I’ve always been a big fan of the Import from Folder feature in Power Query. So much so, that I wrote my first post on the topic way back in February of 2015. It’s still one of most popular posts on Excel Unplugged and has been commented on 57 times and counting. I also did a follow up post in May of 2016 about Importing from multiple Excel files in one folder, and this one also quickly took it’s place among the 10 most read posts on Excel Unplugged. Just like with the first post, this one also got commented on quite a lot.
Since consolidating many files from a folder into one consolidated range is obviously a hot topic, but even more so because I keep getting questions on the same snags of the process, I decided to write a post on what I do to make the process “bulletproof”. This is paramount when you plan to load the result to the Power Pivot Data Model where a failed query could result in a corrupted Data Model.
1.Making sure only the right files get transformed
Imagine you get monthly reports in Excel format. To consolidate them, you plan to create a Power Query function as I described in the articles mentioned above and then apply that function to every file in a folder that you would then monthly add files to. This all sounds good in theory but in practice many things can happen in a folder. Someone might put their favourite song by the Beatles in that folder, or maybe a picture of themselves on vacation… Imagine applying your function to any of those. So, bellow is our folder, with the monthly reports but notice the irregularities.
1. The three non-excel files
2. The XLSX (capital letters) extension of the February report
When we do a Get Data/From File/From Folder and select the folder above, we get something like this
Of course, we choose Edit and enter the Query Editor. We focus our attention on the Extension column.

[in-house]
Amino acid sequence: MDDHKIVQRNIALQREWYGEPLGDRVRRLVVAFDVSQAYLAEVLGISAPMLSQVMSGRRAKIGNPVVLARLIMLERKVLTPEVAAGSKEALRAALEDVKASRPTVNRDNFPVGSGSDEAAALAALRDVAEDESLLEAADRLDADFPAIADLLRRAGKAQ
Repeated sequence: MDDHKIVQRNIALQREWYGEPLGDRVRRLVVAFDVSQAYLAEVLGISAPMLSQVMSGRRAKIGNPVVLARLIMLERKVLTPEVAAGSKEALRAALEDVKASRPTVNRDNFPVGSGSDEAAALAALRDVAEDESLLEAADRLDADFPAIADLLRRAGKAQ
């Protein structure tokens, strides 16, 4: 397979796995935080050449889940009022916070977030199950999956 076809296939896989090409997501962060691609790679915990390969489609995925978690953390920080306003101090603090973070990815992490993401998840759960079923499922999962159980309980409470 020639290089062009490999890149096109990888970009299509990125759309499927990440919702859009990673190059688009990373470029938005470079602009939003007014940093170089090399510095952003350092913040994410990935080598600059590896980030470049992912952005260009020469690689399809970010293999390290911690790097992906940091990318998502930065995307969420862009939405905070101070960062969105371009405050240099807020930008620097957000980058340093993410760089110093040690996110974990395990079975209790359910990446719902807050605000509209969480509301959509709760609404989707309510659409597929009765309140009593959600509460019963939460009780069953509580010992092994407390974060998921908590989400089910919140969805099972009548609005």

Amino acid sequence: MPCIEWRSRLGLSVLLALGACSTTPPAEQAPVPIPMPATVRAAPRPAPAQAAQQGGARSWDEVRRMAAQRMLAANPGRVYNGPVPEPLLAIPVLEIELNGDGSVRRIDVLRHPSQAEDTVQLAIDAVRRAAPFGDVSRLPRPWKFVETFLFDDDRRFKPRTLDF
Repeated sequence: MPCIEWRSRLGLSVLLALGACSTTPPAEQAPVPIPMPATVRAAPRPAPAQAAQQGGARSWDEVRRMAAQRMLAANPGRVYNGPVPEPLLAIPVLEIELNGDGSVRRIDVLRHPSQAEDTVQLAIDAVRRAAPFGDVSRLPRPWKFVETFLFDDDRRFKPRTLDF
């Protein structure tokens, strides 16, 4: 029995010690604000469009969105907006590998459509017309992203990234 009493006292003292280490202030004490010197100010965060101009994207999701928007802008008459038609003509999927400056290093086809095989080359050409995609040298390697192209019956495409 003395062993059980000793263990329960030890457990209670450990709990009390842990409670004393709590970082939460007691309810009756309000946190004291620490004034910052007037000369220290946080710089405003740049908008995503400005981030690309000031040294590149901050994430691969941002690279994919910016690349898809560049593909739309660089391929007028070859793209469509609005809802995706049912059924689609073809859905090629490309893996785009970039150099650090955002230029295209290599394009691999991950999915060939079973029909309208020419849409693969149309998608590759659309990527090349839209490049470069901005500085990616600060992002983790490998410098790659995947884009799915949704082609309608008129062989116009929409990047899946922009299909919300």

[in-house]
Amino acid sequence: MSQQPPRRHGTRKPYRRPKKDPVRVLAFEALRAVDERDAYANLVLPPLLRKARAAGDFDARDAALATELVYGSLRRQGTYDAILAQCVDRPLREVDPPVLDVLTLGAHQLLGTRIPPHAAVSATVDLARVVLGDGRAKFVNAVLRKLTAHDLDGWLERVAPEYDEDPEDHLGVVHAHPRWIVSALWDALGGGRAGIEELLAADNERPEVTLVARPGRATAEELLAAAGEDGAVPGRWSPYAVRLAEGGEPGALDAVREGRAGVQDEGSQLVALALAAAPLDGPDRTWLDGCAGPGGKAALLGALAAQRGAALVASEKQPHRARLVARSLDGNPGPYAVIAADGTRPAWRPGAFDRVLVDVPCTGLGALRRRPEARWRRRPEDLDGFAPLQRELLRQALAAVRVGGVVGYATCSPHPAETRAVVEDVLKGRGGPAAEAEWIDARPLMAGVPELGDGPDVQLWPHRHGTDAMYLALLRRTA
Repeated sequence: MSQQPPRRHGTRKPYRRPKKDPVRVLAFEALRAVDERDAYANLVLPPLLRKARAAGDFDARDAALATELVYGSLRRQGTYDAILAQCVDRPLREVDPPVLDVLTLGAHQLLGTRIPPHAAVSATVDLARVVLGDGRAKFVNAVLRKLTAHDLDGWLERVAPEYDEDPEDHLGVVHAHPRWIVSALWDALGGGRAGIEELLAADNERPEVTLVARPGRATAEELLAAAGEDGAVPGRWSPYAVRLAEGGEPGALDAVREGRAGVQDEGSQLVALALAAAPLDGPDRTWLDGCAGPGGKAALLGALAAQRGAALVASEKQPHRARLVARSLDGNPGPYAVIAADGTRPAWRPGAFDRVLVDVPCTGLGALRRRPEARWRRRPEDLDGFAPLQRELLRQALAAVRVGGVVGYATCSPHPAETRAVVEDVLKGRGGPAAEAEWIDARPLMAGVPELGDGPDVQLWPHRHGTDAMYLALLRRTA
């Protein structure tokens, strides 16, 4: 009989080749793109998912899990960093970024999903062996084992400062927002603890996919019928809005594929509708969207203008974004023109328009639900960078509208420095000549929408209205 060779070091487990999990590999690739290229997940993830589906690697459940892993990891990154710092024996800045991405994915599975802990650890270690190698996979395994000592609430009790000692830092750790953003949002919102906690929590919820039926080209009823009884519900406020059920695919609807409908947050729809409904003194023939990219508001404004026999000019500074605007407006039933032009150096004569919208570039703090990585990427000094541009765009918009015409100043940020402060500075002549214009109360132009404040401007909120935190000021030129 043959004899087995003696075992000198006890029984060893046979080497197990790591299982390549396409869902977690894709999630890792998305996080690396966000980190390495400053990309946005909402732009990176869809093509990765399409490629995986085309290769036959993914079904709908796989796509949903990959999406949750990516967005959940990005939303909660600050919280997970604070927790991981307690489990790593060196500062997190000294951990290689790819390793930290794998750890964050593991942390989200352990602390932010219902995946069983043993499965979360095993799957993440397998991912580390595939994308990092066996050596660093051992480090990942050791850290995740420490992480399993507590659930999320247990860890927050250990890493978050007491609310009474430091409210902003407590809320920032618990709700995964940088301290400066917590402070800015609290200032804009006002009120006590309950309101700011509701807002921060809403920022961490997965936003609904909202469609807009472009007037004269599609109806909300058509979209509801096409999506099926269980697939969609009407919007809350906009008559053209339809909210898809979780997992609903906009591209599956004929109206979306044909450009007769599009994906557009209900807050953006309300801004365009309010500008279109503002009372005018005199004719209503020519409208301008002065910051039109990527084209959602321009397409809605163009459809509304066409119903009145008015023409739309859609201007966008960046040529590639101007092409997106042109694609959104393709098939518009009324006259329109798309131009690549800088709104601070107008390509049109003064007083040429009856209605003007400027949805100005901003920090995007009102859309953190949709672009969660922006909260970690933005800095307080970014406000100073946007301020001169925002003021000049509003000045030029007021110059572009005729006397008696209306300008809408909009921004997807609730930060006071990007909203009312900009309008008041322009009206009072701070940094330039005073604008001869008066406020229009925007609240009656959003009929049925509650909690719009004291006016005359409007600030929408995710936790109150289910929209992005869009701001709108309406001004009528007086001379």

Now I’m guessing a large percentage of users would just go wild with the filters, but the smart move would be to first select the Extension column, then choose Transform/Format/UPPERCASE (could have gone for the lowercase too). With this we solve the XLSX vs. xlsx problem. The reason this is a problem that needs solving, is because Power Query is case sensitive and treats XLSX and xlsx as two different extensions. Now we know that whatever the case was, now all extensions are uppercase.
Now we are ready to do some filtering. And here again, things could get tricky. One might only deselect the Select All and then check the XLSX extension but that could be perceived wrongly by Power Query, so the right way is Filter/Text Filters/Equals…
We write .XLSX. Be careful of the dot preceding the extension.
And here we go. The list of our Reports. We could also Filter the Name column and say we only want files whose name contains Report and get rid of other unwanted Excel files.
2.Fixing transformation errors before loading
Now we are at the “Applying the function to all remaining files in the Folder” step. And since the Function is nothing more than a series of transformation steps that worked on one file, there is no guarantee that they would work on other files in a folder. All automation projects tend to become a hunt for sporadic changes in file contents. I had quite a few great VBA projects fail over one invisible space added to the name of the Sheet or something even more bizarre. So if we have a function there is a chance that it might fail to do the desired transformations on one file or the other. Let’s simulate this and show how to handle this sort of errors.
To keep things simple, we will have an anomaly of one report that will have a data on a Sheet named differently than in all the other reports. Since our function will be written to work with the regular reports it will return an error when applied to the “black sheep” file.
Just to keep things “organized” the “black sheep” will once again be the February Report. And to keep things simple, all our function is supposed to do is to get the value of cell A1 from sheet called Special Sheet from all Reports in the target folder. Invoking the function will get me this.
All A-Okay except for the February Report. Now there are two ways how to handle this. Number one is a Crude but Effective solution.
2.1 Removing errors
Warning: using this method will result in data loss! (Sounds almost like Power Query when you change a load destination )